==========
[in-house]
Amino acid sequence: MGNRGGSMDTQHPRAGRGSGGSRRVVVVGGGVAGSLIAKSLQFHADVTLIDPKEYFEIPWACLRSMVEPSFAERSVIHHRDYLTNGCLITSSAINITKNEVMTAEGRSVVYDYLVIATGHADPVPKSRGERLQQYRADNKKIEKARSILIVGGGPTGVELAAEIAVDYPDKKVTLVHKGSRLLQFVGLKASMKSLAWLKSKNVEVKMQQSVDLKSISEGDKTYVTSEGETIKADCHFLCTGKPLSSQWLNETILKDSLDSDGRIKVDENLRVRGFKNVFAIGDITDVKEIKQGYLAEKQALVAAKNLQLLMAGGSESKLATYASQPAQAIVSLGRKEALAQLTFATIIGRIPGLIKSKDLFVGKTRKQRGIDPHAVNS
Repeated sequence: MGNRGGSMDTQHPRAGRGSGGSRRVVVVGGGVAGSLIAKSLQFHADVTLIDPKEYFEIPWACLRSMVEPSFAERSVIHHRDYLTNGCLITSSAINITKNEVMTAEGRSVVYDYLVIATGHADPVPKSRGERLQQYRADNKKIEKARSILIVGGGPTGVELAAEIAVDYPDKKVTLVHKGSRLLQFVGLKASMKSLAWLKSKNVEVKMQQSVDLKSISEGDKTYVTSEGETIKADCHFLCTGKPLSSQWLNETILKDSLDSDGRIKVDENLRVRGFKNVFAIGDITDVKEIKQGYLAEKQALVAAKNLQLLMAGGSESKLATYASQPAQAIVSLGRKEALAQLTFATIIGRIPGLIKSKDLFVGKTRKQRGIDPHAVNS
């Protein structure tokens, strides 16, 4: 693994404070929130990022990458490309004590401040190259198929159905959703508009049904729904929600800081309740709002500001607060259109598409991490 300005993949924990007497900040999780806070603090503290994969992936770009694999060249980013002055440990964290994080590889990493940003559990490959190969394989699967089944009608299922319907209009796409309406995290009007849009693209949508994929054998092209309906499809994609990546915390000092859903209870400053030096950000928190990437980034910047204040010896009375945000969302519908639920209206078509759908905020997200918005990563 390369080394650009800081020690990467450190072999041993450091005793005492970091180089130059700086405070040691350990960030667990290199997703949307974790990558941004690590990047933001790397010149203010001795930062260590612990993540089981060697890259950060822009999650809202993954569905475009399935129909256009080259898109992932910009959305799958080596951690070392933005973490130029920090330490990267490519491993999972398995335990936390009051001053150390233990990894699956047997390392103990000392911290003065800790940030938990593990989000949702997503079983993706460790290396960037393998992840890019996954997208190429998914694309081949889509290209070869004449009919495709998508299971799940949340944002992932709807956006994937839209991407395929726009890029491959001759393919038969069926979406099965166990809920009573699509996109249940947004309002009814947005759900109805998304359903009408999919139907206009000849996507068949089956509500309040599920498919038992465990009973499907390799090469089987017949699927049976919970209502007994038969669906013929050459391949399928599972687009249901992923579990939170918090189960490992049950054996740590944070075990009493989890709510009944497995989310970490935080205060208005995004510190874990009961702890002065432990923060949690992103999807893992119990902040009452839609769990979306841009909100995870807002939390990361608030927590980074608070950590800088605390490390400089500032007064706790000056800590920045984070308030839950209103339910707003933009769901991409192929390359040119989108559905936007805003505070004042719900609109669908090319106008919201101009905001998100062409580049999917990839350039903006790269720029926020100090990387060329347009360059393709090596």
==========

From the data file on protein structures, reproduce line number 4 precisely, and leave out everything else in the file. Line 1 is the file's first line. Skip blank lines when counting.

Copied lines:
């Protein structure tokens, strides 16, 4: 693994404070929130990022990458490309004590401040190259198929159905959703508009049904729904929600800081309740709002500001607060259109598409991490 300005993949924990007497900040999780806070603090503290994969992936770009694999060249980013002055440990964290994080590889990493940003559990490959190969394989699967089944009608299922319907209009796409309406995290009007849009693209949508994929054998092209309906499809994609990546915390000092859903209870400053030096950000928190990437980034910047204040010896009375945000969302519908639920209206078509759908905020997200918005990563 390369080394650009800081020690990467450190072999041993450091005793005492970091180089130059700086405070040691350990960030667990290199997703949307974790990558941004690590990047933001790397010149203010001795930062260590612990993540089981060697890259950060822009999650809202993954569905475009399935129909256009080259898109992932910009959305799958080596951690070392933005973490130029920090330490990267490519491993999972398995335990936390009051001053150390233990990894699956047997390392103990000392911290003065800790940030938990593990989000949702997503079983993706460790290396960037393998992840890019996954997208190429998914694309081949889509290209070869004449009919495709998508299971799940949340944002992932709807956006994937839209991407395929726009890029491959001759393919038969069926979406099965166990809920009573699509996109249940947004309002009814947005759900109805998304359903009408999919139907206009000849996507068949089956509500309040599920498919038992465990009973499907390799090469089987017949699927049976919970209502007994038969669906013929050459391949399928599972687009249901992923579990939170918090189960490992049950054996740590944070075990009493989890709510009944497995989310970490935080205060208005995004510190874990009961702890002065432990923060949690992103999807893992119990902040009452839609769990979306841009909100995870807002939390990361608030927590980074608070950590800088605390490390400089500032007064706790000056800590920045984070308030839950209103339910707003933009769901991409192929390359040119989108559905936007805003505070004042719900609109669908090319106008919201101009905001998100062409580049999917990839350039903006790269720029926020100090990387060329347009360059393709090596």